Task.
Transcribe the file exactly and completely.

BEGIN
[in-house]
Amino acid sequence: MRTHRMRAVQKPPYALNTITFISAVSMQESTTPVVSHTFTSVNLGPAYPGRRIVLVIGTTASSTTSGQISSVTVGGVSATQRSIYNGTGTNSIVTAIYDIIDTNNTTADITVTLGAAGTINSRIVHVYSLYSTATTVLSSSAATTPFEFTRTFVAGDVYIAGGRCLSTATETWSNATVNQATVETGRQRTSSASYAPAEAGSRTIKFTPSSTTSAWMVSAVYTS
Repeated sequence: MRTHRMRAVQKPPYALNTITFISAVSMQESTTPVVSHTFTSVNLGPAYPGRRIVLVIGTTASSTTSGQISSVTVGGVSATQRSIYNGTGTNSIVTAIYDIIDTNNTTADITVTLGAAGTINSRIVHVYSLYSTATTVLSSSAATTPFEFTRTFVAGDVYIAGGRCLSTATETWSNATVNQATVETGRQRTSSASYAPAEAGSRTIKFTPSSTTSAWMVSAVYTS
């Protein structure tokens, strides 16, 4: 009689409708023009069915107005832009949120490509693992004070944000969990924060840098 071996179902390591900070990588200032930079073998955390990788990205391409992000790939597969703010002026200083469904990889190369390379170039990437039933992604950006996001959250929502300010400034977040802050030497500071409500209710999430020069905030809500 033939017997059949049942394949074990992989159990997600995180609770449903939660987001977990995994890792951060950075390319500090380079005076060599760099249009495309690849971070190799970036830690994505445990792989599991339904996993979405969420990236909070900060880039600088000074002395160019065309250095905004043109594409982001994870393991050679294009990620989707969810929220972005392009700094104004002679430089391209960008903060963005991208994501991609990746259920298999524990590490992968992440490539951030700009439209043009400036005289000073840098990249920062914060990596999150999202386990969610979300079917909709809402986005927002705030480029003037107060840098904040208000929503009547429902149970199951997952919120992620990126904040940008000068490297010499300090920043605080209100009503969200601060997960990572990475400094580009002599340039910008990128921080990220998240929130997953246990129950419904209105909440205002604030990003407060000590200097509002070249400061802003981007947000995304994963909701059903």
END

[in-house]
Amino acid sequence: MRTHRMRAVQKPPYALNTITFISAVSMQESTTPVVSHTFTSVNLGPAYPGRRIVLVIGTTASSTTSGQISSVTVGGVSATQRSIYNGTGTNSIVTAIYDIIDTNNTTADITVTLGAAGTINSRIVHVYSLYSTATTVLSSSAATTPFEFTRTFVAGDVYIAGGRCLSTATETWSNATVNQATVETGRQRTSSASYAPAEAGSRTIKFTPSSTTSAWMVSAVYTS
Repeated sequence: MRTHRMRAVQKPPYALNTITFISAVSMQESTTPVVSHTFTSVNLGPAYPGRRIVLVIGTTASSTTSGQISSVTVGGVSATQRSIYNGTGTNSIVTAIYDIIDTNNTTADITVTLGAAGTINSRIVHVYSLYSTATTVLSSSAATTPFEFTRTFVAGDVYIAGGRCLSTATETWSNATVNQATVETGRQRTSSASYAPAEAGSRTIKFTPSSTTSAWMVSAVYTS
């Protein structure tokens, strides 16, 4: 009689409708023009069915107005832009949120490509693992004070944000969990924060840098 071996179902390591900070990588200032930079073998955390990788990205391409992000790939597969703010002026200083469904990889190369390379170039990437039933992604950006996001959250929502300010400034977040802050030497500071409500209710999430020069905030809500 033939017997059949049942394949074990992989159990997600995180609770449903939660987001977990995994890792951060950075390319500090380079005076060599760099249009495309690849971070190799970036830690994505445990792989599991339904996993979405969420990236909070900060880039600088000074002395160019065309250095905004043109594409982001994870393991050679294009990620989707969810929220972005392009700094104004002679430089391209960008903060963005991208994501991609990746259920298999524990590490992968992440490539951030700009439209043009400036005289000073840098990249920062914060990596999150999202386990969610979300079917909709809402986005927002705030480029003037107060840098904040208000929503009547429902149970199951997952919120992620990126904040940008000068490297010499300090920043605080209100009503969200601060997960990572990475400094580009002599340039910008990128921080990220998240929130997953246990129950419904209105909440205002604030990003407060000590200097509002070249400061802003981007947000995304994963909701059903």